The hodgepodge of new taxes that have already or will soon take effect as a result of the Patient Protection and Affordable Care Act may not all show up in the income tax tables, but their huge cost is still very real. This cost will become most apparent in lost wages and international competitiveness, and it reduces middle- and low-income families’ wages just as surely as an income tax hike would. These taxes break President Barack Obama’s promise not to raise taxes on families making less than $250,000 per year.
Now that the Patient Protection and Affordable Care Act (PPACA) of 2010 has been passed by Congress and signed into law by President Barack Obama, substantial tax increases can be expected in the near future. Combined, all of these tax increases (including those on employers that do not provide health insurance for their employees and on individuals who do not buy health insurance) will cost taxpayers $503 billion between 2010 and 2019.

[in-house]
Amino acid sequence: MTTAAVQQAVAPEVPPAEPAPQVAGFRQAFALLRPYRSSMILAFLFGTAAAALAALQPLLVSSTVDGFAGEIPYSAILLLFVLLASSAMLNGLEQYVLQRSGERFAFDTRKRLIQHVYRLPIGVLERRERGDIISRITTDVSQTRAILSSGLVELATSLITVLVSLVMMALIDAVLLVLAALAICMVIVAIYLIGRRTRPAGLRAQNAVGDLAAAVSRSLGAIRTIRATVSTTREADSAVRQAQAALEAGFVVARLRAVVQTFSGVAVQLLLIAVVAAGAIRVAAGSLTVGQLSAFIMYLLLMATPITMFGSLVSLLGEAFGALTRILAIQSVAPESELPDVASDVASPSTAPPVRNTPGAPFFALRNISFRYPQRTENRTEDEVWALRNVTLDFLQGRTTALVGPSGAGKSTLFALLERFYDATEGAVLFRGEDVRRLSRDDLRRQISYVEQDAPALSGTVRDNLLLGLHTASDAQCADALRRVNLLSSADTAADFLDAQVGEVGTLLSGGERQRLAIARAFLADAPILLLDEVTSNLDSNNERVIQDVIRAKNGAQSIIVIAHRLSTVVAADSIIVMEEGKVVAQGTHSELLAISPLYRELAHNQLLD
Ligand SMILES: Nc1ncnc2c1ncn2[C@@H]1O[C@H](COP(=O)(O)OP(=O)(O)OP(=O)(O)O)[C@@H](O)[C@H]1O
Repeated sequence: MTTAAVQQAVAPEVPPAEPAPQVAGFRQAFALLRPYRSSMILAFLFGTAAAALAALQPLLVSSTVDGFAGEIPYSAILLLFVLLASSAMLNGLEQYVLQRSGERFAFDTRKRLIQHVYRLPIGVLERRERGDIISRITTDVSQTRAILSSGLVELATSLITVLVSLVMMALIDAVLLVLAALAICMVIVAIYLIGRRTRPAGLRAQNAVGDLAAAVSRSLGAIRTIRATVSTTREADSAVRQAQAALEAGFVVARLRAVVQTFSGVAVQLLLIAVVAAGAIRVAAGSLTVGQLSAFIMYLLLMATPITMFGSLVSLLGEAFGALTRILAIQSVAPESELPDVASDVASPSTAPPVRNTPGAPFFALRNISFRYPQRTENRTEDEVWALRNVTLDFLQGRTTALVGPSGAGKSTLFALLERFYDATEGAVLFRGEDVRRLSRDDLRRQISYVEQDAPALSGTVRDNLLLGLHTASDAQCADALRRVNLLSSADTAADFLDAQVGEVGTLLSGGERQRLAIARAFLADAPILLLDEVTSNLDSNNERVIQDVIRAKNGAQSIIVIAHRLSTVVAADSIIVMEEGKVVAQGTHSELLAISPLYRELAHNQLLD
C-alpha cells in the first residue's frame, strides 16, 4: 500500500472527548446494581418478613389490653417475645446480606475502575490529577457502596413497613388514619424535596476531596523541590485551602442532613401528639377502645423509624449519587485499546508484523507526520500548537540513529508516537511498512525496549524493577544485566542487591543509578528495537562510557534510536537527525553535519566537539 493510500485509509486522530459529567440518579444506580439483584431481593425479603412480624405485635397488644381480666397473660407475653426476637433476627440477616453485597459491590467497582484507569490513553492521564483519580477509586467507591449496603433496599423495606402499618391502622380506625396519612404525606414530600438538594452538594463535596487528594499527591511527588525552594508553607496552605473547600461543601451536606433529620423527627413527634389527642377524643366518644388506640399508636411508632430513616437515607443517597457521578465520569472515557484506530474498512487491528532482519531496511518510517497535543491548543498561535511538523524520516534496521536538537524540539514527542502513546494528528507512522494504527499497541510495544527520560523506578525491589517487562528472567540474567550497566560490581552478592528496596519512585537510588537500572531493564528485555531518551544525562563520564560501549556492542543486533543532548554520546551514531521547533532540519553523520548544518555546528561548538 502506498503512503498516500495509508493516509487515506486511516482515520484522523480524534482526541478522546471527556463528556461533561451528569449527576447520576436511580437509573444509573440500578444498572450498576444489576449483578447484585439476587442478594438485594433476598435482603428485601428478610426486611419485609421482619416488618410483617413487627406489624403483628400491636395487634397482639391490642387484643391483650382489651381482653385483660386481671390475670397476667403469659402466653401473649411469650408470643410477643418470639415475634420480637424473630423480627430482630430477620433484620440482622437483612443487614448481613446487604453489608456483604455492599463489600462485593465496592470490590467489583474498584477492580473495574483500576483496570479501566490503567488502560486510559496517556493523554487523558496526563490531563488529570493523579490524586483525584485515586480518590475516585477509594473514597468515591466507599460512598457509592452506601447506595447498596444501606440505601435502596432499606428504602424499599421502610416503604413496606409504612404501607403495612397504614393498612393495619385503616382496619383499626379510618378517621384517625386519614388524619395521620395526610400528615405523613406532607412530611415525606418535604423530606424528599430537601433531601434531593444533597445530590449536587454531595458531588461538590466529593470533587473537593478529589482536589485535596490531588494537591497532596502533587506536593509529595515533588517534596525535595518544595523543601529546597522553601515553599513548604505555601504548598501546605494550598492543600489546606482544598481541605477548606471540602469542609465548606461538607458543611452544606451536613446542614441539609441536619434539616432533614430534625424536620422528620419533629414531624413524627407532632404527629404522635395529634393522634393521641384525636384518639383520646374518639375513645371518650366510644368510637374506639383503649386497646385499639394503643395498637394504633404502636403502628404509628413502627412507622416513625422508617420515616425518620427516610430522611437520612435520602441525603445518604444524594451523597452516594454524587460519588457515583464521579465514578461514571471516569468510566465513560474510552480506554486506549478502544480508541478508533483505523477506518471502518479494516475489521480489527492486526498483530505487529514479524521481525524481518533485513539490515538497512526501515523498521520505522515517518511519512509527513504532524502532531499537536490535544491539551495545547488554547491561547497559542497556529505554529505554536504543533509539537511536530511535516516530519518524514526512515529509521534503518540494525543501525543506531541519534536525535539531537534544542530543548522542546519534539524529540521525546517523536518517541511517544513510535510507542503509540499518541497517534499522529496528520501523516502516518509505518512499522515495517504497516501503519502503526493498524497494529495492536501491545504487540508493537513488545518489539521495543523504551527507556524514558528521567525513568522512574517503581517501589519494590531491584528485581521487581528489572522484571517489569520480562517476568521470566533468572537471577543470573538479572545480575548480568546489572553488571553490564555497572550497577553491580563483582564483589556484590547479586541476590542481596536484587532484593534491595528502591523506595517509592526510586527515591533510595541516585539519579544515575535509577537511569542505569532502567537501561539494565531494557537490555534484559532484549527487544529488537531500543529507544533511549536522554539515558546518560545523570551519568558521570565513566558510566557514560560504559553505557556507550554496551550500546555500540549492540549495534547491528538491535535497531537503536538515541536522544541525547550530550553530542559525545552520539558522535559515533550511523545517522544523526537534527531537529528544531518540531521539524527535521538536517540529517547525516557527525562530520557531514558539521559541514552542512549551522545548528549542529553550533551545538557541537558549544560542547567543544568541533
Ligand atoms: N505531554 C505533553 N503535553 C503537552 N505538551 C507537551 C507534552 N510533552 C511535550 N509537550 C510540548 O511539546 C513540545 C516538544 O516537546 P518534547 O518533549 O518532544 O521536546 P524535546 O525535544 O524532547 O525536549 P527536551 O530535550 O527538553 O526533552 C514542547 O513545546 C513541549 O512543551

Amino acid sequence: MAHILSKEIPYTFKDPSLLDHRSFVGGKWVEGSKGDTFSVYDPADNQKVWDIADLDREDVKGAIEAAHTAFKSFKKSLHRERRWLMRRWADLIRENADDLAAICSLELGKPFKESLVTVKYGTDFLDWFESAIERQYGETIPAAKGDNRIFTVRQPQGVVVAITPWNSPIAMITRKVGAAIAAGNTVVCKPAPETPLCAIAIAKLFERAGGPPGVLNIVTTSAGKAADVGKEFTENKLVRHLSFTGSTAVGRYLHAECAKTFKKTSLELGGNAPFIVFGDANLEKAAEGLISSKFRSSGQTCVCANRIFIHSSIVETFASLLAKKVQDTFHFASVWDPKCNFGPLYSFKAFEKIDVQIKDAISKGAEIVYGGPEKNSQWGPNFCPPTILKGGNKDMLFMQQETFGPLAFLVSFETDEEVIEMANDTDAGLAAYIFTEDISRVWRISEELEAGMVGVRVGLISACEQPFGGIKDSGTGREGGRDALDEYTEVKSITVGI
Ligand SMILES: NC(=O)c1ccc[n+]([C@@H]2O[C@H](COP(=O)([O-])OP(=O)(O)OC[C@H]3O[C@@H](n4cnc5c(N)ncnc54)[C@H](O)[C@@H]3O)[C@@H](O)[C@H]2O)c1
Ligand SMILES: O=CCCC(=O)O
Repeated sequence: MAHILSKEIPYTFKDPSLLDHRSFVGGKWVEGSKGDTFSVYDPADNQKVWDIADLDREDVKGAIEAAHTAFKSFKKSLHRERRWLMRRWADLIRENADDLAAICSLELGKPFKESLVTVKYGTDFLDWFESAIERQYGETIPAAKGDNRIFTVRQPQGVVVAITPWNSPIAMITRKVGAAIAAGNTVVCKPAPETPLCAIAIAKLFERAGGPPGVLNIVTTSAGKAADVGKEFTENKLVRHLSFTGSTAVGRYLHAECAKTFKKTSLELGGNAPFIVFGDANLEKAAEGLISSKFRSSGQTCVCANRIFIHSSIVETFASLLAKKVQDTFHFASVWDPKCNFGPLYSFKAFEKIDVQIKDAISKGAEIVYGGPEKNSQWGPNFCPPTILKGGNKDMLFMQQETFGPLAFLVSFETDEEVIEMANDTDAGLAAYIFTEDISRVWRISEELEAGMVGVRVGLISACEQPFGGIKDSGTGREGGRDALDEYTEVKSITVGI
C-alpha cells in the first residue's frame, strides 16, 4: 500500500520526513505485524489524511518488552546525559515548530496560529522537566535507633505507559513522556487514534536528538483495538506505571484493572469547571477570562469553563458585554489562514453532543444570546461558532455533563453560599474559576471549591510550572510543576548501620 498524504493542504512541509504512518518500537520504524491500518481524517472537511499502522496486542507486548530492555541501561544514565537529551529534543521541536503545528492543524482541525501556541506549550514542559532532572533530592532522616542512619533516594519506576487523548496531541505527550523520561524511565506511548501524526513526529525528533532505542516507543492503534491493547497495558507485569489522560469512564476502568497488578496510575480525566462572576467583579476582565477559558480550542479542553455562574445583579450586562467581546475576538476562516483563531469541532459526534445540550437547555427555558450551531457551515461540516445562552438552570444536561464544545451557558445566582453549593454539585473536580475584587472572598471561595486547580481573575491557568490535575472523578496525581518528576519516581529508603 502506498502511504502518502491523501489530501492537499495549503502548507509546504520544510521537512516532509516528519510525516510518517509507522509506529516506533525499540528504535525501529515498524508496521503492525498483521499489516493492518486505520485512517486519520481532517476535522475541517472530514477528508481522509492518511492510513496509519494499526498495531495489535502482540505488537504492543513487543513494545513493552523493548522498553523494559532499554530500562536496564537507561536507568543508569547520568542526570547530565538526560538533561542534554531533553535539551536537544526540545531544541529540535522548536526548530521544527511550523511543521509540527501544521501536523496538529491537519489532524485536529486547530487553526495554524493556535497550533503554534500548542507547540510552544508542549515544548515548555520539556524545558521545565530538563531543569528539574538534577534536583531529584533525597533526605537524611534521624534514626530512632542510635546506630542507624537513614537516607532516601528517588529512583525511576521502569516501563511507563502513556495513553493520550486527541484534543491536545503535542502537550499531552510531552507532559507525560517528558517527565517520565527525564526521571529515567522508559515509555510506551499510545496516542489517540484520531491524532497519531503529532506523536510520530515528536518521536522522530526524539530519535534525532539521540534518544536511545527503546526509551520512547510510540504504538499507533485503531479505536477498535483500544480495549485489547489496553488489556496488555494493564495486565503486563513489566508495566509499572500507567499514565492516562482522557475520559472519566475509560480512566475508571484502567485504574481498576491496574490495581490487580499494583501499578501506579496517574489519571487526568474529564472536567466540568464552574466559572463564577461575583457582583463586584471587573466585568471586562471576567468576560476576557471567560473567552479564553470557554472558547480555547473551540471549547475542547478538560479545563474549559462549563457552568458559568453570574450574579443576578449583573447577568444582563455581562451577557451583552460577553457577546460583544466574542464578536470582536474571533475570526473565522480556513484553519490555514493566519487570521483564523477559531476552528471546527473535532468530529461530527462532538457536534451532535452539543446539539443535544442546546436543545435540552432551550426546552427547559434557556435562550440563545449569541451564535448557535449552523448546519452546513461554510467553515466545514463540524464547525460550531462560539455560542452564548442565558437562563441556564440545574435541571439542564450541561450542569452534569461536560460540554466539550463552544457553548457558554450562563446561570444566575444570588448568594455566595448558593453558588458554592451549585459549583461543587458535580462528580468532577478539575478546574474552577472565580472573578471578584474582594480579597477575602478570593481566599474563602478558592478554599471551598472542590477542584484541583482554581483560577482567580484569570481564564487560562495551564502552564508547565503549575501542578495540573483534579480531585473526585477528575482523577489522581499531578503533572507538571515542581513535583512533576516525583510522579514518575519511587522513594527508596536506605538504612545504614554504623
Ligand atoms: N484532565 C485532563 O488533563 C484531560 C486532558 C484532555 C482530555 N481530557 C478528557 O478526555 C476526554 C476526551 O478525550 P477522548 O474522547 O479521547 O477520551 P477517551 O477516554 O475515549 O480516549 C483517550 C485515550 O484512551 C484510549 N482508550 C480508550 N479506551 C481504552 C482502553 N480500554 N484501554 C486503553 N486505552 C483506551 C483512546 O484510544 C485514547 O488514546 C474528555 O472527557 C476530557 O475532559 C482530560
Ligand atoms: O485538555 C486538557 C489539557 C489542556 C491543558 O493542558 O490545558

These tax hikes will slow economic growth, reduce employment, and suppress wages. Further, in an act reminiscent of George H. W. Bush breaking his “no new taxes” pledge in 1991, the tax hikes in the PPACA will raise taxes on middle-income families in direct violation of President Obama’s oft-stated pledge not to do so. And by delaying the effective date for most of these new taxes, the President and Congress have shown themselves unwilling to implement these taxes on their own watch, raising doubts as to whether future Presidents and Congresses will be willing to do so. This increases even further the likelihood that this bill will substantially increase the deficit, which would break another Obama promise.